This is a story of two halves. The first half begins like your standard pseudo-historical Doctor Who episode: a beautiful historical setting, filled with colourful characters and criminals while not only providing a distinctly Whovian take on an old story (in this case, Moulin Rouge), but also including an alien horror that stalks the streets. Like A Life In The Day, this episode not only feels like very familiar territory but works very well because of it. The imagery of Eight and Liv mingling with some criminals like a couple of private investigators is fantastic, and really starts off the story well.

The second half, however, is where the arc really starts to kick in. I won’t go into too much detail how, but again, it leads into some great imagery, particularly towards the end, and the return of certain characters and plot threads are nicely handled.

It’s a pretty good episode, but it’s a testament to the quality of the episodes surrounding it that it’s my least favourite of the set – while it’s a great story, it’s not quite as emotional or as epic as the episodes surrounding it. However, it’s definitely an enjoyable listen, and really kicks off the season into high gear. 4/5

Master of the Daleks

Oh, I’ve mentioned before how much I love that title, haven’t I? God bless you guys at Big Finish for giving us such great titles. You know, it’s only recently occurred to me that there’s not a single story title in the TV series – both classic and new, shockingly – that have the word “Master” in them. Not a single one. There’s countless Dalek stories that actually end in “of the Daleks”, a couple of stories with “of the Cybermen”, and even the Autons, with only 4 TV appearances, have “Terror of the Autons” (ironically the Master’s first story). But nothing for the Master, not even a pun. (Admittedly, it probably doesn’t help that at least half the time, maybe even MOST of the time, his/her part in the story is mostly kept as a surprise until the shock/dumb cliffhanger. (The difference between ‘shock’ and ‘dumb’ of course is how well it’s done – for a genuine shock, see Utopia; for pure dumb, see Time-Flight.)) So god bless Big Finish for giving us a number of stories with his name in the title: Master, Mastermind, Eyes of the Master and Masterplan.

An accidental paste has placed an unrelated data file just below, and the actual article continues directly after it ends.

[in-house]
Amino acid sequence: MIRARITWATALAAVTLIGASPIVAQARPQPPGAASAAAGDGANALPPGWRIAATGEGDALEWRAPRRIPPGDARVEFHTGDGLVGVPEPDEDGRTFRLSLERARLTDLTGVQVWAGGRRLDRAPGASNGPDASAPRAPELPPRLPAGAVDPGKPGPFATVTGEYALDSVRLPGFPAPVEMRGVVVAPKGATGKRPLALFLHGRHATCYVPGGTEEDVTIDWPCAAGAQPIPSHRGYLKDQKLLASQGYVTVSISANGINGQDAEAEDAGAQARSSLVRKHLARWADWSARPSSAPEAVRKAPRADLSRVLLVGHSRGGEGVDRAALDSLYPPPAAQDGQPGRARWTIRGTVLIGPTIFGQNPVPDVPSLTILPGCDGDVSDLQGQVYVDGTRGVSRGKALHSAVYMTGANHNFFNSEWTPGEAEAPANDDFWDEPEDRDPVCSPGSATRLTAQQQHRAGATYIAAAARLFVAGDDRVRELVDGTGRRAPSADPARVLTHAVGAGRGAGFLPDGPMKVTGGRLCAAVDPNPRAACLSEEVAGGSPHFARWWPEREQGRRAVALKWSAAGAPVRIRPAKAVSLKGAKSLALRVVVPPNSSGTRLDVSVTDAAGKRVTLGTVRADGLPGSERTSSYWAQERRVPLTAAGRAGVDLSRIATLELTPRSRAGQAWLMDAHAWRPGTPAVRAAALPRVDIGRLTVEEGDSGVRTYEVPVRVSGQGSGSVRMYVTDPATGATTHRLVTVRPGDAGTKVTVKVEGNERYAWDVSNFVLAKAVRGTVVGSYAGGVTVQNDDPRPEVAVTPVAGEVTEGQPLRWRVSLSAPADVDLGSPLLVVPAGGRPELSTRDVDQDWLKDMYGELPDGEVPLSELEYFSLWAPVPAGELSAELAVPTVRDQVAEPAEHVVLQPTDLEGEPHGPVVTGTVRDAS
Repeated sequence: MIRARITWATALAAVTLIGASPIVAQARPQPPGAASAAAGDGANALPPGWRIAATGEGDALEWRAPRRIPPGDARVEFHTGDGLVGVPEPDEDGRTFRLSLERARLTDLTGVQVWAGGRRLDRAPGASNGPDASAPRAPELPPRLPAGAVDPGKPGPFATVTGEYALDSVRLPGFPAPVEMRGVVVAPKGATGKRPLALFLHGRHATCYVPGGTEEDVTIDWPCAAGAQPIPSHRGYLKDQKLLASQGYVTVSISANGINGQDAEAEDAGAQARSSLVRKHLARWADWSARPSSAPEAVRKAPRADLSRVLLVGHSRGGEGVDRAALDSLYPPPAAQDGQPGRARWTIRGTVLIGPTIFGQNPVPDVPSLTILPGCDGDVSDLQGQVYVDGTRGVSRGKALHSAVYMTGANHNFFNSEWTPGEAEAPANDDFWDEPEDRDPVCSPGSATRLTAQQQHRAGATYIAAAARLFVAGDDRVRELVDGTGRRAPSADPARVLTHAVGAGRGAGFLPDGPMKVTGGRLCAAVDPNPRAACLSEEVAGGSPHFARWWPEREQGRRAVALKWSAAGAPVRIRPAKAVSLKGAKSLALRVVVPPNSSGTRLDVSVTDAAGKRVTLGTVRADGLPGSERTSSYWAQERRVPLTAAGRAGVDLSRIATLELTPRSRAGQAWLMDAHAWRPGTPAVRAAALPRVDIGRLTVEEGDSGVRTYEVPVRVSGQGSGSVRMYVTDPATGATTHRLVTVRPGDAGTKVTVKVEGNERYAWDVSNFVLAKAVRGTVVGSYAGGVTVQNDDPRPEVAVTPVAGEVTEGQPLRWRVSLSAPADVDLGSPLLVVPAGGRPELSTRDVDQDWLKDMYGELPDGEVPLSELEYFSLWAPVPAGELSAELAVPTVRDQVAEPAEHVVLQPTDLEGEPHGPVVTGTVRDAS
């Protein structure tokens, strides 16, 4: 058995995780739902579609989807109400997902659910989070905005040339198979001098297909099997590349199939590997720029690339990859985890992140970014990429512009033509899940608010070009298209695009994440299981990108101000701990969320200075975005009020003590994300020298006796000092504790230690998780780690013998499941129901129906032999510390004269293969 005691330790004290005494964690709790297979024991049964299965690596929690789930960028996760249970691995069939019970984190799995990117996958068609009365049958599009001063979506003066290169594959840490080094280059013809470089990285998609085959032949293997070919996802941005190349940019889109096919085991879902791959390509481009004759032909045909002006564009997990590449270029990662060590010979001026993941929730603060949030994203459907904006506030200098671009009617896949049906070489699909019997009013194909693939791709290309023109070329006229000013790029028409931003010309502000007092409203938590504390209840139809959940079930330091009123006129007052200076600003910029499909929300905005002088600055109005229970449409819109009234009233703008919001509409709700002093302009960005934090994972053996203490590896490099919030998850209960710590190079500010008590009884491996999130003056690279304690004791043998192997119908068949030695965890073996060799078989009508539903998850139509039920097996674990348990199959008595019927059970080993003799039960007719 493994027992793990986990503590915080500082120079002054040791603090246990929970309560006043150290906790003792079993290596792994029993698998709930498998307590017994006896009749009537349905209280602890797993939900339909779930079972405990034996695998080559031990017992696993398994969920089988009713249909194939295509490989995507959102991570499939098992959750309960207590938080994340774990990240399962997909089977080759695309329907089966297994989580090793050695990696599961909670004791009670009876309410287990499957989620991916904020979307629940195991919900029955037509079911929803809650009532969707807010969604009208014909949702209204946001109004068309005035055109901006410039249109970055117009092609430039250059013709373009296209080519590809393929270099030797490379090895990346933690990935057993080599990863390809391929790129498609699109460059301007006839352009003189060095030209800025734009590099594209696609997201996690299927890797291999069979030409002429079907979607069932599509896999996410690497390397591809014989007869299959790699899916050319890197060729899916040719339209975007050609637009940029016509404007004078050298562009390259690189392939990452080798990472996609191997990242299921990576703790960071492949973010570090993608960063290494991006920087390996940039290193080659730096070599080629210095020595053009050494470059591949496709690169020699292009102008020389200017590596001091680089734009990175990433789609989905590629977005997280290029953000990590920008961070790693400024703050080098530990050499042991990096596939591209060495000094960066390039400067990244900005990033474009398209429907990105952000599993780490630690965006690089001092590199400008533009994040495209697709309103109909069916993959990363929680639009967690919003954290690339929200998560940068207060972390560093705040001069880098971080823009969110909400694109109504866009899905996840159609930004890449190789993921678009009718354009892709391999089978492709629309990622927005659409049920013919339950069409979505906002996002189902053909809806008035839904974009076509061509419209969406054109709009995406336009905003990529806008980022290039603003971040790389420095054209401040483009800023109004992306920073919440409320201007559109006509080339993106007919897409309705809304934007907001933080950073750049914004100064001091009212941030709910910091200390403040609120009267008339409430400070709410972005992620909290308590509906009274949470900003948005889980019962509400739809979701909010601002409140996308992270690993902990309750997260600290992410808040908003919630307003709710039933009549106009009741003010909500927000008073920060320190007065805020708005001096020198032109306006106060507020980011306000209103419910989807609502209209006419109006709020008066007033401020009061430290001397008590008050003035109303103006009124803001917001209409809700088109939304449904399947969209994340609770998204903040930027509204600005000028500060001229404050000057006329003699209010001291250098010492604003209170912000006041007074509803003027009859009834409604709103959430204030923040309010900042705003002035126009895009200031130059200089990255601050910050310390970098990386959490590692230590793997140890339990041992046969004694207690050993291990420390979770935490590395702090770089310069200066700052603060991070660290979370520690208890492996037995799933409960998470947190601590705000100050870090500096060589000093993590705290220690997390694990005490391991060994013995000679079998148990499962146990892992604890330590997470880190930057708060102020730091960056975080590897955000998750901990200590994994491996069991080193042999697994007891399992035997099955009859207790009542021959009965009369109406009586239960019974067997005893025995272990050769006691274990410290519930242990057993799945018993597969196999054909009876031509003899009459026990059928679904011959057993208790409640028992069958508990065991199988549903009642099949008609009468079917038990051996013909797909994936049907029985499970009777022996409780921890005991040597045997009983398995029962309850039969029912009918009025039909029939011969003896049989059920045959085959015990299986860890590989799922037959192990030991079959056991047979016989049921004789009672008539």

But this title? Master of the Daleks? A title like that has a lot to live up to. Oh, we’ve had a team-up between the two arch-nemesis before, of sorts, in Frontier in Space, but that wasn’t until the final 10 minutes, which was mostly designed to lead into Master-free story, Planet of the Daleks. A story with a title like this promises something much more full-on, and hopefully much more epic. We get exactly that, and a whole lot more.

Now, it’s difficult to go into this one without giving too much away, especially since it links so heavily into the overall arc, but I’m certainly going to try. First thing’s first: Alex MacQueen. Ever since first playing the role for Big Finish in 2012, he’s been absolutely brilliant as the Master. A really fun incarnation that, yes, definitely has echos of the more recent ones on TV such as John Simm and Michelle Gomez, but is also entirely his own. He’s a sadistic and deliciously evil incarnation that really, really takes pride in his work, and after his involvement in Dark Eyes 2 and 3, it’s a joy to hear him once again.